Paid your taxes on April 15th? Take a breath — more may be on the way

By | April 15 was Tax Day, so now you’re probably breathing a sigh of relief.

Just don’t get too relaxed.

Loren KayeMore than $15 billion in tax increases – mostly aimed at business taxpayers – await hearings and decisions in the Legislature. If the tax proposals get that far (they require two-thirds approval by the Legislature), then new Governor Newsom will have his say.

California’s treasury is awash in surplus revenues, more than $13 billion when the Governor introduced his budget in January, which is on top of a nearly-filled Rainy Day Reserve. Economic growth signals remain strong. And we haven’t seen the last of budget-brimming Silicon Valley IPOs that will boost revenues even more.

The response to this bounty of good fiscal news? Raise taxes!

Record budget surpluses have been met with record tax increase proposals. Here’s just a taste:

Massive corporate tax increase. A state senator is proposing one of the steepest corporate tax increases ever contemplated in California. It would bring the top tax rate for some companies to an eye-popping 22.26%, about 150% higher than today’s rate. It would make the California corporate tax rate easily the highest in the nation.

Were this $5 billion tax increase to pass, California would have the highest or second-highest tax rates nationally for income taxes, corporation taxes, sales taxes and motor vehicle fuel taxes.

While the author means this bill to attack alleged wage disparities and foreign outsourcing, it would likely have little effect on those objectives and more likely have the easily-anticipated effect of harming workers in California or elsewhere in the United States.

While CEO compensation is a favorite topic of class warriors, this legislation ignores the enormous responsibility placed on these individuals to maintain or improve the success of a company that creates jobs for hundreds or thousands of workers, and value for thousands of shareholders, including pension funds.

Companies have also been reshoring jobs from overseas steadily since the beginning of the recovery, with more than a half million jobs returning since 2010 because of better access to skills, favorable transportation or marketing needs.

A $5 billion tax increase cannot just be waved away by corporate taxpayers. This bill would increase revenues from this source by about a third, but would fall on just a small percentage of corporate taxpayers. The malignant effects inevitably would include reduction of workforce or constraint in workers’ pay or benefits. Another outcome could be a reduction in the value of the company, which would affect shareholders. Note that more than 20 percent of household assets are in stocks, and retirement plans own a majority of corporate stock.

Corporate tax revenues in California are at record highs, having increased by 80 percent since 2012. Federal tax reform broadened the corporate tax base and has generated more revenues for the state, and on a parallel track, the Governor has proposed further conformity to the federal tax law to bring in even more revenues.

New taxes on food, farmers and innovation. Another Senator will be proposing to eliminate a dozen tax incentives and exemptions, raising at least $8 billion in general revenues. The key changes: (1) eliminating the sales tax exemption for meat and fish, for animal feed and medicine, and for plants, seed and fertilizer used for food production, (2) eliminating tax credits that encourage companies to create innovation in California, and (3) eliminating a longstanding separate tax benefit for small business pass-through organizations (called Subchapter S firms) to help the owners minimize double-taxation.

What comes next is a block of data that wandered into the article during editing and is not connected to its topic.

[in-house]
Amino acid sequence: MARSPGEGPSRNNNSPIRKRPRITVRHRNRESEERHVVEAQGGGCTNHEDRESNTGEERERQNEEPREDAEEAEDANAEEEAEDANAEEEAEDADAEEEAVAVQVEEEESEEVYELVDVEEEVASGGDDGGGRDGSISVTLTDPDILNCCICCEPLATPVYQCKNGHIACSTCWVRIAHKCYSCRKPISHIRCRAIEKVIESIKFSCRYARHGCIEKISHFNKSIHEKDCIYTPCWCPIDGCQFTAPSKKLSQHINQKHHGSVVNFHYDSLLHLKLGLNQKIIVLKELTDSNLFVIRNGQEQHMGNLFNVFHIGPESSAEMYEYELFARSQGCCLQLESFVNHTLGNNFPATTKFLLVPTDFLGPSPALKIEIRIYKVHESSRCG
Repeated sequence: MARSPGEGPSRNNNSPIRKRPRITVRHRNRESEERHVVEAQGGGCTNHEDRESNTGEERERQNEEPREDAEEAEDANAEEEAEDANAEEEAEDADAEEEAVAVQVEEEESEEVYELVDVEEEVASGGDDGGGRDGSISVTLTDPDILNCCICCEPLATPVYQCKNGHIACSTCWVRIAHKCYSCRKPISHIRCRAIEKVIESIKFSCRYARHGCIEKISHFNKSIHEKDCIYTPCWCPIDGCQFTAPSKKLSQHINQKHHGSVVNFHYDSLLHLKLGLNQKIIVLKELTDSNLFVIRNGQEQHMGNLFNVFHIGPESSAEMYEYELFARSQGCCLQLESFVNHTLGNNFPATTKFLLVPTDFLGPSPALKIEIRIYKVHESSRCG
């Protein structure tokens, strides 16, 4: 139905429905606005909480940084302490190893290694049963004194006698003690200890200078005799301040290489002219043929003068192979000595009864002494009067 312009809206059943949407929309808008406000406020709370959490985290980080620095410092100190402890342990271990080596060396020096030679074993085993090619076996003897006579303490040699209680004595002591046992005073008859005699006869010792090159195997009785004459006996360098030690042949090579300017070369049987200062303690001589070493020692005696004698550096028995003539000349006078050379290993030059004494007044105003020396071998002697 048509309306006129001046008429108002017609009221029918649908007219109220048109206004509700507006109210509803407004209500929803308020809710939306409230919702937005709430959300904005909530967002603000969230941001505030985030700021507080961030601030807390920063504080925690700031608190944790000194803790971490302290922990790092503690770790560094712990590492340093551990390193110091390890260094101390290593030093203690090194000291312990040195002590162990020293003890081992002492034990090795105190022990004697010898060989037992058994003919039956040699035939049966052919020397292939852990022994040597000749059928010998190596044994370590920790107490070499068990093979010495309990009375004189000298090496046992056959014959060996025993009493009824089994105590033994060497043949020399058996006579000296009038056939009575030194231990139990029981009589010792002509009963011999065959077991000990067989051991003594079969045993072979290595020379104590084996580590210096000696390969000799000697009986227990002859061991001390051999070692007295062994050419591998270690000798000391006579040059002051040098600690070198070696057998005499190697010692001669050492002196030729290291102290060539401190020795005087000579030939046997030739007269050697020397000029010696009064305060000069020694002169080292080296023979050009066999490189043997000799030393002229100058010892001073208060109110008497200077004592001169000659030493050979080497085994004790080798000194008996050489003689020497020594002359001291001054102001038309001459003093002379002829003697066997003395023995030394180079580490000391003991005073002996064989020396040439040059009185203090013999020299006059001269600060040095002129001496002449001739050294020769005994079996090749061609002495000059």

California hasn’t taxed food for generations, or what’s necessary to grow food, so now is the right time to hit low income consumers the hardest? That one is a head-scratcher.

This bill would also repeal the research and development tax credit, which rewards innovative activity in California, which in turn is the main engine for small business growth and the creation of well-paid, middle class jobs.

According to the Milken Institute, innovation is crucial for the creation of high-quality jobs and strong economic growth, and in the global race for innovation, California enjoys advantages that others envy. California’s research credit is a crucial part of the tax environment that businesses evaluate in choosing whether to site new research activity in California or in another innovation hub.

Exhumation of the California death tax. Repealed by voters in 1982, another state senator has proposed imposing a new inheritance and gift tax at a 35% rate, on estates valued at more than $3.5 million, up to the point where the federal inheritance tax kicks in. The tax would in effect step into the void vacated by the federal tax reform, which upped the estate exemption to $11.4 million . This bill would directly affect many small business and farm owners who seek to pass along their businesses to family. The tax base is not indexed for inflation, so as time goes on will capture more estates of lower value.

But wait, there’s more. In the category of products that are unpopular or unfashionable:

  • A new tax on sweetened soft drinks, targeting a single product to pay for health programs that have many causes and beneficiaries.
  • A new tax on oil and gas produced in California that will increase costs, prices, carbon emissions, out-of-state oil imports, and cut jobs in the hard-pressed San Joaquin Valley.
  • A new tax on pain-killer pharmaceuticals, which will increase costs and potentially reduce availability of drugs for some of patients who most need pain medication.
  • A new tax on tires to pay for water pollution that comes from many sources.

Lurking in the background and awaiting launch: a new tax on business services.

Loren Kay is president of the California Foundation for Commerce and Education.

[Cross-posted with permission from Fox & Hounds.]

Posted in California Legislature, Gavin Newsom, Taxes | Leave a comment